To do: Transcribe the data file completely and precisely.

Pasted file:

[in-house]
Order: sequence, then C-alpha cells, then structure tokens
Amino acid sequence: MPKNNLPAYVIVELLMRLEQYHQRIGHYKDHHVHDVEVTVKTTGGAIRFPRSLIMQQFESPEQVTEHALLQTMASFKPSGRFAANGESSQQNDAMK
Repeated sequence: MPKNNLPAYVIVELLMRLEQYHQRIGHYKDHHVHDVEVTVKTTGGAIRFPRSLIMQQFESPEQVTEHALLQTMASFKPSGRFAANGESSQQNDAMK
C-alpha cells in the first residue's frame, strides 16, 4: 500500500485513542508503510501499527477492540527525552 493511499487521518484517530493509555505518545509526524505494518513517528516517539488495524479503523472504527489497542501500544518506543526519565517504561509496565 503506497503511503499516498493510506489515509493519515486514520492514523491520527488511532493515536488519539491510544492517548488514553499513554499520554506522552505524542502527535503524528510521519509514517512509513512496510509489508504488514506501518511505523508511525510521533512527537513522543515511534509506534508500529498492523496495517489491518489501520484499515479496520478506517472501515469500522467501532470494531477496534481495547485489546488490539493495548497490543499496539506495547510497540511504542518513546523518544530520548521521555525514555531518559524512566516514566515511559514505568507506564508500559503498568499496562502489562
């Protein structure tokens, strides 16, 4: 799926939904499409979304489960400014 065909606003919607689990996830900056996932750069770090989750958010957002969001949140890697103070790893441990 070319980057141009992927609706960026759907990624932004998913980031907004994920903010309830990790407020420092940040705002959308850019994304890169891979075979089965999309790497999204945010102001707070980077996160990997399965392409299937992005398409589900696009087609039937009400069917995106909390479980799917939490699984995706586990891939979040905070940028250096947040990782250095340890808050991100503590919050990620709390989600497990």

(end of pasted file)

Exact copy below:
[in-house]
Order: sequence, then C-alpha cells, then structure tokens
Amino acid sequence: MPKNNLPAYVIVELLMRLEQYHQRIGHYKDHHVHDVEVTVKTTGGAIRFPRSLIMQQFESPEQVTEHALLQTMASFKPSGRFAANGESSQQNDAMK
Repeated sequence: MPKNNLPAYVIVELLMRLEQYHQRIGHYKDHHVHDVEVTVKTTGGAIRFPRSLIMQQFESPEQVTEHALLQTMASFKPSGRFAANGESSQQNDAMK
C-alpha cells in the first residue's frame, strides 16, 4: 500500500485513542508503510501499527477492540527525552 493511499487521518484517530493509555505518545509526524505494518513517528516517539488495524479503523472504527489497542501500544518506543526519565517504561509496565 503506497503511503499516498493510506489515509493519515486514520492514523491520527488511532493515536488519539491510544492517548488514553499513554499520554506522552505524542502527535503524528510521519509514517512509513512496510509489508504488514506501518511505523508511525510521533512527537513522543515511534509506534508500529498492523496495517489491518489501520484499515479496520478506517472501515469500522467501532470494531477496534481495547485489546488490539493495548497490543499496539506495547510497540511504542518513546523518544530520548521521555525514555531518559524512566516514566515511559514505568507506564508500559503498568499496562502489562
């Protein structure tokens, strides 16, 4: 799926939904499409979304489960400014 065909606003919607689990996830900056996932750069770090989750958010957002969001949140890697103070790893441990 070319980057141009992927609706960026759907990624932004998913980031907004994920903010309830990790407020420092940040705002959308850019994304890169891979075979089965999309790497999204945010102001707070980077996160990997399965392409299937992005398409589900696009087609039937009400069917995106909390479980799917939490699984995706586990891939979040905070940028250096947040990782250095340890808050991100503590919050990620709390989600497990």